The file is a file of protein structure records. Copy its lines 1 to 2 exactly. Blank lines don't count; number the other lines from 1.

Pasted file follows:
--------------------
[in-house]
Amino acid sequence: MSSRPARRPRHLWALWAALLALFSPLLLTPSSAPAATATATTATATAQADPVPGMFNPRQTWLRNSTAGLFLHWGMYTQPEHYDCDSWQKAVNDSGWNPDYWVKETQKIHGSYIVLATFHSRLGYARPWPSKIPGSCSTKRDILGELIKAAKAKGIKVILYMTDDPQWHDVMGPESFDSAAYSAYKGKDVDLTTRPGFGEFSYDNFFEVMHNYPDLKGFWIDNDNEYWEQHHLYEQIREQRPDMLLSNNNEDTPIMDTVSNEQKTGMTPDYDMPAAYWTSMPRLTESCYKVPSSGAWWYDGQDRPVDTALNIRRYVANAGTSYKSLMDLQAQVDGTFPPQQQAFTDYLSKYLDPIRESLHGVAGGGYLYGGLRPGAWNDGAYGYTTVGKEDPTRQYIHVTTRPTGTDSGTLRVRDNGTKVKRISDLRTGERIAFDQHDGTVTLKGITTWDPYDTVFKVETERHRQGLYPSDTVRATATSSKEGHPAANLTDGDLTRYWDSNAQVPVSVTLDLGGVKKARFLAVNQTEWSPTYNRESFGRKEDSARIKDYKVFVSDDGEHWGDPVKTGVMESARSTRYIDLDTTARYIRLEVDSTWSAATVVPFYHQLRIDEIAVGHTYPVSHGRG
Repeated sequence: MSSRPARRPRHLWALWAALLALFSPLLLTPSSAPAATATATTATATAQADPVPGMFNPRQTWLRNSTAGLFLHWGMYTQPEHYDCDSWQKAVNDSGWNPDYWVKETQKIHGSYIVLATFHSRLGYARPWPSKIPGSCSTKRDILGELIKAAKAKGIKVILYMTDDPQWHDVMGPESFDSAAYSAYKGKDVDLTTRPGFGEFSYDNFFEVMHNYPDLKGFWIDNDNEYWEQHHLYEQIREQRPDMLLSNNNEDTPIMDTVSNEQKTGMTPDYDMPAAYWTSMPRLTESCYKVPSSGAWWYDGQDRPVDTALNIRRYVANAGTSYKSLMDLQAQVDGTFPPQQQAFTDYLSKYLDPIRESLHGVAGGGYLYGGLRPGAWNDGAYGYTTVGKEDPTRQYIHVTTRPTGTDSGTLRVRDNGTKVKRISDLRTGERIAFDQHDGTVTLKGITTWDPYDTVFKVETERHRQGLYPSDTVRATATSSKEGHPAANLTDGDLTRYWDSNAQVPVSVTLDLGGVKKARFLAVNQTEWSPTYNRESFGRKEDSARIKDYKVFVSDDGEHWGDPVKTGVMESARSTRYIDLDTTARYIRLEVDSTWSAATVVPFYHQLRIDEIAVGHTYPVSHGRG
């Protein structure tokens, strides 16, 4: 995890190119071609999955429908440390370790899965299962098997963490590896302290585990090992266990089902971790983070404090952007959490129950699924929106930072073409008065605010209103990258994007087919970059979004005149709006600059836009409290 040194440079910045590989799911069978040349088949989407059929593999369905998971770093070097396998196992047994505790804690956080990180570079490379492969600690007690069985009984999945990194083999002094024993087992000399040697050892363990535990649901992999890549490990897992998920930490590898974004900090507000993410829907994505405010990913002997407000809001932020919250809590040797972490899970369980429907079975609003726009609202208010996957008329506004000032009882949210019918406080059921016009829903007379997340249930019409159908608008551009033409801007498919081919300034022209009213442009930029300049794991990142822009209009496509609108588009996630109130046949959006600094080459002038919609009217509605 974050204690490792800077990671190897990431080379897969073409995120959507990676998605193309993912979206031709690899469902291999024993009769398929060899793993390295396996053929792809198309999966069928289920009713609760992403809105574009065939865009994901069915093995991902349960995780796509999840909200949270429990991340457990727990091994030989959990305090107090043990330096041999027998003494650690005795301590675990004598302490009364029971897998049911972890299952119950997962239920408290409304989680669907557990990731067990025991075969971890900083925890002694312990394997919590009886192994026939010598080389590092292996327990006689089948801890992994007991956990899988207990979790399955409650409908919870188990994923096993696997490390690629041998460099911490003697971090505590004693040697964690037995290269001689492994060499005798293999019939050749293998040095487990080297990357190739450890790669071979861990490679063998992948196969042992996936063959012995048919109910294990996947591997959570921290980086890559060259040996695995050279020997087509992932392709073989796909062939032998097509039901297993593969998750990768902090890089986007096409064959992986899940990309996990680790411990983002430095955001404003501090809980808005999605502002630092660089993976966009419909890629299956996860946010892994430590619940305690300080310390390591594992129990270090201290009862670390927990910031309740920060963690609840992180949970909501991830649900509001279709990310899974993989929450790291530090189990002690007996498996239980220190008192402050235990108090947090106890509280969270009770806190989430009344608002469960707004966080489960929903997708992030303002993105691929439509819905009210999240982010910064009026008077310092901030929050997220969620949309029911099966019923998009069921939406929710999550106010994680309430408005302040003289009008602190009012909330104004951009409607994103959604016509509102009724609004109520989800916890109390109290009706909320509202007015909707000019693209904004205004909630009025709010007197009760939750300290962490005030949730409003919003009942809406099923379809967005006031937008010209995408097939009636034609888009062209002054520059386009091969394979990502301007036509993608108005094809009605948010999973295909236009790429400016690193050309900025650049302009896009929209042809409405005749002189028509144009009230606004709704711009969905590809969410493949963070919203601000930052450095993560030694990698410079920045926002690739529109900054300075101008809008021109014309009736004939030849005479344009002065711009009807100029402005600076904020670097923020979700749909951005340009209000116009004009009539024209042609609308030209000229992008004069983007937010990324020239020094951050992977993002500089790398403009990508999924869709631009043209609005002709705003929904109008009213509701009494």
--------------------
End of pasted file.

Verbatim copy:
[in-house]
Amino acid sequence: MSSRPARRPRHLWALWAALLALFSPLLLTPSSAPAATATATTATATAQADPVPGMFNPRQTWLRNSTAGLFLHWGMYTQPEHYDCDSWQKAVNDSGWNPDYWVKETQKIHGSYIVLATFHSRLGYARPWPSKIPGSCSTKRDILGELIKAAKAKGIKVILYMTDDPQWHDVMGPESFDSAAYSAYKGKDVDLTTRPGFGEFSYDNFFEVMHNYPDLKGFWIDNDNEYWEQHHLYEQIREQRPDMLLSNNNEDTPIMDTVSNEQKTGMTPDYDMPAAYWTSMPRLTESCYKVPSSGAWWYDGQDRPVDTALNIRRYVANAGTSYKSLMDLQAQVDGTFPPQQQAFTDYLSKYLDPIRESLHGVAGGGYLYGGLRPGAWNDGAYGYTTVGKEDPTRQYIHVTTRPTGTDSGTLRVRDNGTKVKRISDLRTGERIAFDQHDGTVTLKGITTWDPYDTVFKVETERHRQGLYPSDTVRATATSSKEGHPAANLTDGDLTRYWDSNAQVPVSVTLDLGGVKKARFLAVNQTEWSPTYNRESFGRKEDSARIKDYKVFVSDDGEHWGDPVKTGVMESARSTRYIDLDTTARYIRLEVDSTWSAATVVPFYHQLRIDEIAVGHTYPVSHGRG